What to Watch? Reviews of New Shows and Films, August 2018

So many shows and movies, so little time to watch. To make deciding easier, we’ve collated reviews for the most talked about new films, shows and content. Choose wisely and spend your weekend right!

Crazy Rich Asians

“It’s no secret that there’s a lot riding on this movie, which seems to have anticipated the call for wider representation in Hollywood, but comes with the added pressure that one bomb is all it takes for skittish development executives to nix future projects featuring nearly all-Asian casts. Don’t worry: “Crazy Rich Asians” won’t bomb, and while it won’t beat “Black Panther” either, the film is every bit as exciting in the way it takes an ethnic group that is seldom given more than one or two supporting roles per movie and populates an entire blockbuster with memorable, multidimensional Asian characters.” – Peter Debruge, Variety

“Of course, because of Hollywood’s shoddy history with Asian actors, the movie’s mere existence is being heralded as a breakthrough. After stereotypes, best-friend roles and white actors playing lead Asian characters, seeing a major U.S. studio throw its resources behind a film with a virtually all-Asian cast brings with it an added dimension of trailblazing scrutiny.

That’s a lot of baggage, but like almost everything else in this meticulously appointed film, “Crazy Rich Asians” wears it well. And while those who know a bit about Chinese culture will recognize that the review embargo corresponds with an auspicious date, by crafting such a broadly appealing movie, the filmmakers have seemingly made their own luck.” – Brian Lowry, CNN


The Meg

“The Meg is a big, dumb shark movie that takes itself a little too seriously, and that’s the point. Jason Statham is perfect for the material, the shark attacks are entertainingly broad, and the supporting cast brings personality to the otherwise straightforward script. Maybe it could have been even bigger and dumber, in a good way, but then again, maybe a 90-foot shark is big enough.” – William Bibbiani, IGN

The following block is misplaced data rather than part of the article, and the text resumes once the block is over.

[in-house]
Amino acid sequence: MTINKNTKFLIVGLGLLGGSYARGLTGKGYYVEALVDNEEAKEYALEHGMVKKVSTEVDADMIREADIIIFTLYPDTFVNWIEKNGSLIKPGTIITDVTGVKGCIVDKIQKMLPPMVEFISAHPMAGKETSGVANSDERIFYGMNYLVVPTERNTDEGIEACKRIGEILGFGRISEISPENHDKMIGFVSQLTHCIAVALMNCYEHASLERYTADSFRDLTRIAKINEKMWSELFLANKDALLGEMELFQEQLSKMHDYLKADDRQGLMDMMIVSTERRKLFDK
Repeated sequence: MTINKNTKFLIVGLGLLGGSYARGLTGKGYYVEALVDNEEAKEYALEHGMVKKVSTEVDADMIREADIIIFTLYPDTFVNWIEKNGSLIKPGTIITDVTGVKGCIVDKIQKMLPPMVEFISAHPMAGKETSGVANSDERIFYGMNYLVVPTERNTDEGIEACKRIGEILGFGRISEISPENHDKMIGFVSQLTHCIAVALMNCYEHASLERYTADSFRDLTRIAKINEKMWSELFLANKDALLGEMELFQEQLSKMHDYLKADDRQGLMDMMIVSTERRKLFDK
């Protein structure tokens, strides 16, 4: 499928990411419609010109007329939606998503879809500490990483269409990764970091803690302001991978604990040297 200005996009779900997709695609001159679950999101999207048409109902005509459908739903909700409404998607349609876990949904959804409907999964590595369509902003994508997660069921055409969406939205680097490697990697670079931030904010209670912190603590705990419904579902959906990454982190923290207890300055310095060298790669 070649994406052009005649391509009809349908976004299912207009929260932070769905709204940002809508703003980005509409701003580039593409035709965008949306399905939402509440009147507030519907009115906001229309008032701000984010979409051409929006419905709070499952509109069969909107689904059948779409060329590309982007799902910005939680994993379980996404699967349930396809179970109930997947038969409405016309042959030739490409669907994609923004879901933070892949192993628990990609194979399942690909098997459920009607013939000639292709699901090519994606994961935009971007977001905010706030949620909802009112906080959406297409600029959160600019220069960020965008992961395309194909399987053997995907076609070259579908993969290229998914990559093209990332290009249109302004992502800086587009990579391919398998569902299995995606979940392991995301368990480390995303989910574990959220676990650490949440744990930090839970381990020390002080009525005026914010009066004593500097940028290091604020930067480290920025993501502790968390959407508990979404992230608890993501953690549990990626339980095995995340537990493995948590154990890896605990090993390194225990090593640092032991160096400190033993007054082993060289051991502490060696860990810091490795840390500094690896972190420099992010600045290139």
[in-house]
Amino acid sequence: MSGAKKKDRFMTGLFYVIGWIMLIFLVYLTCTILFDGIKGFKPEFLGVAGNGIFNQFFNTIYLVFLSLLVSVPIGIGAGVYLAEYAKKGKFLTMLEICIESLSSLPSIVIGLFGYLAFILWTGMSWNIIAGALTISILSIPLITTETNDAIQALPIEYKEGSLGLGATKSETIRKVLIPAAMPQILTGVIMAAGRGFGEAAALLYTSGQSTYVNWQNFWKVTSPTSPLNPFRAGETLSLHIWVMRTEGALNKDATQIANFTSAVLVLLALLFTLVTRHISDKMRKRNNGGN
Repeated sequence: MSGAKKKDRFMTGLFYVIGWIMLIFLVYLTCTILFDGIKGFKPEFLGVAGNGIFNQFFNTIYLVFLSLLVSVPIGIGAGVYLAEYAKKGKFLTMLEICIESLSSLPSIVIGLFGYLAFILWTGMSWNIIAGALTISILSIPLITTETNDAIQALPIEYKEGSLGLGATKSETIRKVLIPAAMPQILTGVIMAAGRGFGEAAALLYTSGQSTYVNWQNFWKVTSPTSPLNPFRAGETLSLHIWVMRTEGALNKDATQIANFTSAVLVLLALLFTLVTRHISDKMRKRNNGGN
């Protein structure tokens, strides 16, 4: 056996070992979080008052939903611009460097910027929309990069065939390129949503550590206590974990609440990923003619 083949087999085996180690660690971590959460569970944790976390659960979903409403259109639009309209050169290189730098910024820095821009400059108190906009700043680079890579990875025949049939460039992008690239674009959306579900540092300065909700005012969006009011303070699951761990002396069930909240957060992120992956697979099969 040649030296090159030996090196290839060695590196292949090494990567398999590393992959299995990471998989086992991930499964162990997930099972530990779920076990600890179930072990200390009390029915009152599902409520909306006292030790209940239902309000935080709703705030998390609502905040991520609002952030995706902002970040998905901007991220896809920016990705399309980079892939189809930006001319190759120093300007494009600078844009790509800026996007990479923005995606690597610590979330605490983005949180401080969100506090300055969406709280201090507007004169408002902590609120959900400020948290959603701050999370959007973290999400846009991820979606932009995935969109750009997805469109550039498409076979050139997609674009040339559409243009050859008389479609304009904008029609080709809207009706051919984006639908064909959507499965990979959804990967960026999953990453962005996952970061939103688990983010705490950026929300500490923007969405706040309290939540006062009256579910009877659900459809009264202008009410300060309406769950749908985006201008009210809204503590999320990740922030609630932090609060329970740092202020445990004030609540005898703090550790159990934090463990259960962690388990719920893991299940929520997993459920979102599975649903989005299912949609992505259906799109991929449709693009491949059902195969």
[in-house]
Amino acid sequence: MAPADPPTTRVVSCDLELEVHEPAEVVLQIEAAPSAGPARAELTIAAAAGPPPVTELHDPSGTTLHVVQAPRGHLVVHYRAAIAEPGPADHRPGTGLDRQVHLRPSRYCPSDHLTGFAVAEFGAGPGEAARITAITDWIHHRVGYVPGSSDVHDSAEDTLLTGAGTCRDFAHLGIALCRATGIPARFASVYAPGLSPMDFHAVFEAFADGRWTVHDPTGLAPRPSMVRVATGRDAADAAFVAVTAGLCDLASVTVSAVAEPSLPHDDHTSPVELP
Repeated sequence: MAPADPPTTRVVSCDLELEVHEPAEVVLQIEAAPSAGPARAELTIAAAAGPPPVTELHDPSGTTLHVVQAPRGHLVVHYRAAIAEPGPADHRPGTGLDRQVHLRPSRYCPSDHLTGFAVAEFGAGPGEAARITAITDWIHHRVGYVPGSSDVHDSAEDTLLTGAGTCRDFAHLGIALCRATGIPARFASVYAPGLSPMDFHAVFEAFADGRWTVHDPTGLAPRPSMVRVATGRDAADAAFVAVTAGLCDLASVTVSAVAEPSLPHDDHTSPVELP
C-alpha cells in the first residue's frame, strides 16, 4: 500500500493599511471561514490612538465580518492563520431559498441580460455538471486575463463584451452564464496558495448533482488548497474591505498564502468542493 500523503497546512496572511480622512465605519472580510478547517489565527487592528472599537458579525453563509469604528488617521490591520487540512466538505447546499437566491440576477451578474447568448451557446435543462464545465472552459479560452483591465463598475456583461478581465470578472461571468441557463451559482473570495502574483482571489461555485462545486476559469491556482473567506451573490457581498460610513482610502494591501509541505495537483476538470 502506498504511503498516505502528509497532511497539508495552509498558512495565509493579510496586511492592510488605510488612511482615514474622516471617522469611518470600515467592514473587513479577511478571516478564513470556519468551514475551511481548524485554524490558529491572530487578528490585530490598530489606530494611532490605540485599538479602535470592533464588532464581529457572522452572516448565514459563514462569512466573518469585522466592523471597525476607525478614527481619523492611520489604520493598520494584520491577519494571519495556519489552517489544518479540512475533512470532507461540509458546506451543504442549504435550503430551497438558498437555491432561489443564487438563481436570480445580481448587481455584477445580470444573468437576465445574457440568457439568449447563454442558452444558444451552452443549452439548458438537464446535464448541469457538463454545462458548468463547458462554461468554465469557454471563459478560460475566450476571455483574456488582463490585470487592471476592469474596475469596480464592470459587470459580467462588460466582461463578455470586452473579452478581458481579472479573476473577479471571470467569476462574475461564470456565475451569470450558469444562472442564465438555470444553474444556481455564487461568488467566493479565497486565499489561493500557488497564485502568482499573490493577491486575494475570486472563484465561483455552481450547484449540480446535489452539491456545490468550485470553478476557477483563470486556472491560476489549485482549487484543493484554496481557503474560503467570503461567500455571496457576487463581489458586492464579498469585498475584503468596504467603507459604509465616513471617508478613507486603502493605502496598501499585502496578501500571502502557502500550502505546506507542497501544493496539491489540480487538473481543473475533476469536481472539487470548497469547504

“If the shark-versus-Statham bout doesn’t tickle you, the shark-versus-Pekinese sidebar might. Not quite killer, but it’s rare to see a 21st-century blockbuster having this much fun – right through to its sign-off – with its premise.” – Mike McCahill, The Guardian


The Spy Who Dumped Me

“McKinnon is never not engaged, but this is more a film of scattered laughs than sustained set-pieces: a handful of jokes, like an exchange about the fetal position, are so weak it’s inexplicable they made the final cut.

Still, beneath the film’s pop feminism bubbles an anger that might potentially have more than one target – and which leaves you wondering what this genre will look like in another couple of years.” – Jake Wilson, The Sydney Morning Herald

“This is a movie about women, by women, for women (though that doesn’t preclude anyone else from enjoying it — everybody has a best friend, even if it is an inanimate object, and the film has some killer action sequences). It doesn’t punish its female characters for behavior that might be considered “girly” or stereotypical; rather, it embraces and celebrates them.” – Karen Han, Slashfilm



“The biggest problem with this show is not that it’s crazy or offensive. It certainly is obnoxious in its treatment of all kinds of people — on top of the insulting fat-suit stuff, it contains other tropes and types best avoided: an awkward and unsexy Asian-American boy, a magical sassy godmother who is fat and black and a lesbian who exists only to educate thin white girls on how to live their best lives, and so forth.

But it’s so much more than that. Story elements are introduced and then abandoned. Jokes fall flat, flatter, flattest. Patty swerves without reason or nuance from eye-narrowing, vengeance-swearing vixen to lip-quivering, damp-eyed waif. A character who loves someone in one scene will hate them in the next. Characters who have been kind will be cruel and vice versa, without any explanation or motive.” – Linda Holmes, NPR


“I just felt sad. Sad that I’d sat through 12 episodes of the new Netflix drama, waiting for some moment of triumph that would supposedly redeem all the problematic and fatphobic messages that had come before. Sad that what I was being given instead was a weak throwaway line and a lazy visual metaphor that undid none of that damage, and rather reinforced the same tired old jokes about fat people’s toxic relationship to food. Sad that it’s 2018 and fat people are still treated as less than human, as something monstrous, as the villains in our own stories.” – Jenna Guillaume, BuzzFeed

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